Whale's retirement was announced at the end of 1908, and on 1 March 1909, C.J. Bowen Cooke became Chief Mechanical Engineer.[27] Whale died at Hove, Sussex on 7 March 1910, aged 67.[7] Bowen Cooke named two of his 4-4-0 Queen Mary class locomotives after his predecessors: no. 238 F.W. Webb and no. 896 George Whale both entered service in October 1910.[28][29] The latter was rebuilt to the George the Fifth class in January 1914, became LMS no. 5332 in November 1926, was allotted no. 25332 in 1934 (which was never applied), and was withdrawn on 29 February 1936.[29][30]

See also[edit]


  1. ^ "Bowen Cooke, Whale & Beames". Retrieved 2012-06-17. 
  2. ^ Chacksfield 2007, p. 19.
  3. ^ Chacksfield 2007, pp. 128, 130.
  4. ^ a b Nock 1968, p. 150.
  5. ^ Chacksfield 2007, p. 130.
  6. ^ Chacksfield 2007, pp. 130–1.
  7. ^ a b Marshall 1978, p. 234.
  8. ^ Nock 1960, pp. 98–99.
  9. ^ Nock 1960, p. 100.
  10. ^ Baxter 1979, pp. 260–4.
  11. ^ Casserley & Johnston 1974, pp. 62–64.
  12. ^ Baxter 1979, pp. 265–8.
  13. ^ Casserley & Johnston 1974, pp. 65–66.
  14. ^ Baxter 1979, pp. 264–5.
  15. ^ Casserley & Johnston 1974, p. 77.
  16. ^ Baxter 1979, pp. 268–271.
  17. ^ Casserley & Johnston 1974, pp. 90–91.
  18. ^ Baxter 1979, pp. 292–294.
  19. ^ Casserley & Johnston 1974, p. 95.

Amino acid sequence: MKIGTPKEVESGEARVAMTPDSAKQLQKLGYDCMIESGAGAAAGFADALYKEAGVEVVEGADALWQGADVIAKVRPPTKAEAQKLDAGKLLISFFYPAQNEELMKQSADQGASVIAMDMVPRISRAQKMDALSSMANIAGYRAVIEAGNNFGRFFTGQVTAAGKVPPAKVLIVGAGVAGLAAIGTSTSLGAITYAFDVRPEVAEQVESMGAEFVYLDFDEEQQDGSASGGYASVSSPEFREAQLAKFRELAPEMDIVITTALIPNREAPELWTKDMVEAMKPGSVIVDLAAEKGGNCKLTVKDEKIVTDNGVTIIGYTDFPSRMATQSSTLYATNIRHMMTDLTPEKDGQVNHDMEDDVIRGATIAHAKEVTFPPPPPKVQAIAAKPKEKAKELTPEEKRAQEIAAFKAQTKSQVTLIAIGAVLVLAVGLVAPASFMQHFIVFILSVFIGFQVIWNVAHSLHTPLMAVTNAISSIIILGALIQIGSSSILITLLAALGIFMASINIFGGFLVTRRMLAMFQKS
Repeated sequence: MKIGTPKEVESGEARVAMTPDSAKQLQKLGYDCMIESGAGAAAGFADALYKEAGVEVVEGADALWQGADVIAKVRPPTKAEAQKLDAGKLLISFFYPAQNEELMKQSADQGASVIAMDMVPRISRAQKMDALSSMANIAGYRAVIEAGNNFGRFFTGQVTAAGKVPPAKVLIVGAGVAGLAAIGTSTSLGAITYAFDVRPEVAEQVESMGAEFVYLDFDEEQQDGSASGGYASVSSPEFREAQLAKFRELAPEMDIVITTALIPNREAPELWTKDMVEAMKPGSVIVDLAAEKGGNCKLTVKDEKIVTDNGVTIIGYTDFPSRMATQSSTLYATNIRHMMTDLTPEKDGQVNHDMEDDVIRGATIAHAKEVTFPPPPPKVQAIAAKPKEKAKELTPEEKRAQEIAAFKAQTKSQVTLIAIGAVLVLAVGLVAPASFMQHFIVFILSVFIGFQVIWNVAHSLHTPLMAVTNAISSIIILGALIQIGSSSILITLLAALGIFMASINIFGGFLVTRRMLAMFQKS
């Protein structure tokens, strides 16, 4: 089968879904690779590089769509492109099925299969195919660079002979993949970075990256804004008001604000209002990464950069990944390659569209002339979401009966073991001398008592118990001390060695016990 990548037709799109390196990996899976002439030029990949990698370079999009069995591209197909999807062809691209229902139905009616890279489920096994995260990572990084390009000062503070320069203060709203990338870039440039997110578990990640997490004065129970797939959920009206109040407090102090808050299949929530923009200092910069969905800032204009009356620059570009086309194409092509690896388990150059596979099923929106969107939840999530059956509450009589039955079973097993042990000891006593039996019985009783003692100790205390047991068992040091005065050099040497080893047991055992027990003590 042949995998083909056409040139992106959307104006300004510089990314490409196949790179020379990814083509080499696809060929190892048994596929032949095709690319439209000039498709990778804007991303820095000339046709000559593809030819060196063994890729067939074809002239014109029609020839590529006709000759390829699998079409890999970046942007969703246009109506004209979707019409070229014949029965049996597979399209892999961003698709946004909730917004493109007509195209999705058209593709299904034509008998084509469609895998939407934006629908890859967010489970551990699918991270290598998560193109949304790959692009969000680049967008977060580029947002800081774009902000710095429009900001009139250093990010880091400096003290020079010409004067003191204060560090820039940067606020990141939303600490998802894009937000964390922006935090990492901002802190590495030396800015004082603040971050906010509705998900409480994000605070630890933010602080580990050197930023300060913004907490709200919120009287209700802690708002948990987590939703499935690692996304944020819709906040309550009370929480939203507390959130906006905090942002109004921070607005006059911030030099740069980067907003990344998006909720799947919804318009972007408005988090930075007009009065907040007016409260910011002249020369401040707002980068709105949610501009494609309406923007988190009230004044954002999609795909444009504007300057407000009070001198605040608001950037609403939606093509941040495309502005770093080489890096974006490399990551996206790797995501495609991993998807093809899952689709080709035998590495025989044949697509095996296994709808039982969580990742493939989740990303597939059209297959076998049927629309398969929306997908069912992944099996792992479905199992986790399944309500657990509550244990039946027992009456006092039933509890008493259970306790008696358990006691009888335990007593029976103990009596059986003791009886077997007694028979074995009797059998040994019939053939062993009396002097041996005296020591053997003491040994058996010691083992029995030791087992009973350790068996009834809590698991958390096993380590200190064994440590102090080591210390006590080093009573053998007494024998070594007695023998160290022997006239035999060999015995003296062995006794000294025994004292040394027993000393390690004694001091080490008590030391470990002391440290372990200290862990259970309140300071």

20. ^ a b Gregory 1950, pp. 12–13.
  21. ^ Nock 1966.
  22. ^ Gregory 1950, pp. 3–4, 6–7, 9.
  23. ^ Gregory 1950, pp. 9–10.
  24. ^ a b c Gregory 1950, p. 10.
  25. ^ a b Gregory 1950, p. 11.
  26. ^ Gregory 1950, p. 12.
  27. ^ Nock 1968, p. 201.
  28. ^ Nock 1989, p. 159.
  29. ^ a b Goodman 2002, p. 118.
  30. ^ Casserley & Johnston 1974, p. 65.


  • Baxter, Bertram (1979). Baxter, David, ed. British Locomotive Catalogue 1825-1923, volume 2B: London and North Western Railway and its constituent companies. Ashbourne: Moorland Publishing. ISBN 0-903485-84-2. 
  • Casserley, H.C.; Johnston, Stuart W. (1974) [1966]. Locomotives at the Grouping 3: London Midland and Scottish. Shepperton: Ian Allan. ISBN 0-7110-0554-0. 
  • Chacksfield, John E. (2007). F.W. Webb: In the Right Place at the Right Time. The Oakwood Library of Railway History. Usk: Oakwood Press. ISBN 978-0-85361-657-3. OL141. 
  • Goodman, John (2002). L&NWR Locomotive Names / A Sequel to LMS Locomotive Names. Locomotives of the LMS. Peterborough: RCTS. ISBN 0-901115-90-8. 
  • Gregory, J.R. (August 1950). The L.N.W.R. Eight Coupled Goods Engines. RCTS. 
  • Marshall, John (1978). A Biographical Dictionary of Railway Engineers. Newton Abbot: David & Charles. ISBN 0-7153-7489-3. LCCN 77085011. 
  • Nock, O.S. (April 1960). The London & North Western Railway. Ian Allan. 967/588/450/460. 
  • Nock, O.S. (1966). The LNWR Precursor Family (Precursors, Experiments, Georges, Princes). Newton Abbot: David & Charles. ISBN 0-7153-4002-6. 
  • Nock, O.S. (1968). North Western. Shepperton: Ian Allan. ISBN 0-7110-0016-6. 
  • Nock, O.S. (1989). Great Locomotives of the LMS. Wellingborough: Patrick Stephens Ltd. ISBN 1-85260-020-9. 
Preceded by
Francis William Webb
Chief Mechanical Engineer of London and North Western Railway
1903 – 1909
Succeeded by
Charles Bowen-Cooke